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Medical Tips

  • Get a head start…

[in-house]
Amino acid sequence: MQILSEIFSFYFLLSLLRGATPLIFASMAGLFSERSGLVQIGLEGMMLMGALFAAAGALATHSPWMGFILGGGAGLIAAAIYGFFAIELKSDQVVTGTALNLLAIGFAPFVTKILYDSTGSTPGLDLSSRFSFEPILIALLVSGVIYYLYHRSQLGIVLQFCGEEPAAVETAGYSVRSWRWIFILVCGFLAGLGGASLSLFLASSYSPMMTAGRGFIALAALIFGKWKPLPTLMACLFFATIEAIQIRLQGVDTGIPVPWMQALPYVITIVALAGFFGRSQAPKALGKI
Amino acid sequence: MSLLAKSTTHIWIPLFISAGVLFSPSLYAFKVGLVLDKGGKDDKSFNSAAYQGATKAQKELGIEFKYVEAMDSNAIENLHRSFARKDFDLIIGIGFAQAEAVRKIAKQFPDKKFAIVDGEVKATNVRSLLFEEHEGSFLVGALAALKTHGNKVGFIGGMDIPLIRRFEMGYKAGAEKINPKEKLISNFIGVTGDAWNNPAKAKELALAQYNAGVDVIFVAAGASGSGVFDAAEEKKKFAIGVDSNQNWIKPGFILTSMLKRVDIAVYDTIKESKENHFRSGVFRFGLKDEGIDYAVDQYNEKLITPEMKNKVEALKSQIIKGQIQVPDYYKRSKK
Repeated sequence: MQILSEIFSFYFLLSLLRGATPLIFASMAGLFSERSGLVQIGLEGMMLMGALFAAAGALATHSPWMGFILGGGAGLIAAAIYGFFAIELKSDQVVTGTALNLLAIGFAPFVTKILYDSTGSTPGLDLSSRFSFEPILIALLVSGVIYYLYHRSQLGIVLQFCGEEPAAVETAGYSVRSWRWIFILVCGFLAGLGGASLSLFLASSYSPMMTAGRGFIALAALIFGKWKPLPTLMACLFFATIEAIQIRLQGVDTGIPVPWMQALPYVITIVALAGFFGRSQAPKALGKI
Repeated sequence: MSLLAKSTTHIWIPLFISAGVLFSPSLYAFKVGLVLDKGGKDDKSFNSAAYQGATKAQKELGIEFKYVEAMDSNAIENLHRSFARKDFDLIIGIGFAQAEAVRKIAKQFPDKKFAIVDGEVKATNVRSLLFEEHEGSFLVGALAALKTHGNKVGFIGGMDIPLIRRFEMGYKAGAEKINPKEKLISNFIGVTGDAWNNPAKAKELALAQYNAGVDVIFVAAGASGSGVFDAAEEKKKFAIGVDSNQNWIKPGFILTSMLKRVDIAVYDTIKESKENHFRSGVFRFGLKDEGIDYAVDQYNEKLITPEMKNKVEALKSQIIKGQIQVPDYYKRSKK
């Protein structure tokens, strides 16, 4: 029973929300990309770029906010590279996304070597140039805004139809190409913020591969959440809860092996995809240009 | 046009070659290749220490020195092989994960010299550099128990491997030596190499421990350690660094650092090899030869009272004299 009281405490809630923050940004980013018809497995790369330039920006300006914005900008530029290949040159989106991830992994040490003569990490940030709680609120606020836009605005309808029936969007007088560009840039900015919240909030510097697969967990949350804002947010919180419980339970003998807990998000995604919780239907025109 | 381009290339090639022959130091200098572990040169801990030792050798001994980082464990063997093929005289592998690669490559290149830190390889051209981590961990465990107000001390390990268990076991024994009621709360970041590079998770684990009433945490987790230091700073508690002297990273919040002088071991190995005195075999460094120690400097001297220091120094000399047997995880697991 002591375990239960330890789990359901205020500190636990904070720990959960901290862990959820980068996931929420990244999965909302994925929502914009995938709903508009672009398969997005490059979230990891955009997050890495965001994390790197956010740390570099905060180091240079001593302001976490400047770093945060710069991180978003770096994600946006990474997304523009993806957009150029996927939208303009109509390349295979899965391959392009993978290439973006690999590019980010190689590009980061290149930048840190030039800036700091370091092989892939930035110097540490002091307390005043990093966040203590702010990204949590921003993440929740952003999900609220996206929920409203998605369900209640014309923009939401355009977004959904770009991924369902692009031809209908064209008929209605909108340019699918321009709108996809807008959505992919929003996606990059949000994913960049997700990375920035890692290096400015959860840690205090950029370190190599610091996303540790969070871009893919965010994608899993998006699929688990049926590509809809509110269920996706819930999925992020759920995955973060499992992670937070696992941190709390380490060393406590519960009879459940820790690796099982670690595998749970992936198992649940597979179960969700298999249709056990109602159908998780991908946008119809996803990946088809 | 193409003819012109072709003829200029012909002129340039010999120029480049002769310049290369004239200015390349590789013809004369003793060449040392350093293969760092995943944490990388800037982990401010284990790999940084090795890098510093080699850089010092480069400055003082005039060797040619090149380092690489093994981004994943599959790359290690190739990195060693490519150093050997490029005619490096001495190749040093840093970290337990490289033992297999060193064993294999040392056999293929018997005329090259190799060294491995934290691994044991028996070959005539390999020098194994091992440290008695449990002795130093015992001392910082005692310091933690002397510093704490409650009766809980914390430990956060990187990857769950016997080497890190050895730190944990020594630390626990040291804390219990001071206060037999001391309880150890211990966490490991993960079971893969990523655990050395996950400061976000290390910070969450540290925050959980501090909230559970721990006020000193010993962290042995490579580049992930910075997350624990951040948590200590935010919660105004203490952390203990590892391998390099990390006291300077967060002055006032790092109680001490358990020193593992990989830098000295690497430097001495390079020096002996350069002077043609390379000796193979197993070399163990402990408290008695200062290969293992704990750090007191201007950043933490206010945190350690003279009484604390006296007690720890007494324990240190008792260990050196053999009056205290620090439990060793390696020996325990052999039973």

Congenital abnormal development requires an appropriate fitting when the infant reaches 6 months. This is very important for the development of the infant. The earliest possible fitting has two advantages: On the one hand the symmetry of the body is retained through compensation; on the other hand the small child needs both arms and hands as supports for crawling and discovering the world. A child up to the age of two is in a sensorimotor phase and is developing his or her senses and movement functions. In this respect, a child benefits immensely from the fitting of a prosthesis at this time. For dysmelia children (with a congenital abnormal development on one side), the missing arm can be simulated by a bandage with the appropriate weight – a cover that is pulled on to the residual limb. Here, too, care and preparation of the residual limb are very important. However, children with congenital abnormal developments suffer neither from phantom pain nor from oversensitivity of the residual limb. After an initial fitting with a so-called plastic hand, a cable-controlled or myoelectrically controlled prosthesis can be used. It is easy to learn to control the gripping function of the cable-controlled prosthesis. Many parents however reject this type of fitting on aesthetic grounds. An attractive, functional and high-quality alternative is offered after the child has reached the age of 2, when they can be fit with a myoelectrically controlled arm prosthesis . Small children under the age of 4 best learn how to use the prosthesis playing games. Everyday life, hobbies, dexterity games and reaction training can be used playfully to induce older children to do occupational therapy. Two-handed activities are especially important for movement. Weaving, sewing on buttons, tying shoes, throwing rings and sandbags, letting go of rope and gripping towels are only a few examples of exercises suited for children. Popular, everyday children’s games can also be used in a therapeutically sensible way. The inventiveness of the occupational therapist knows no limits. Everything that is fun for children can be included.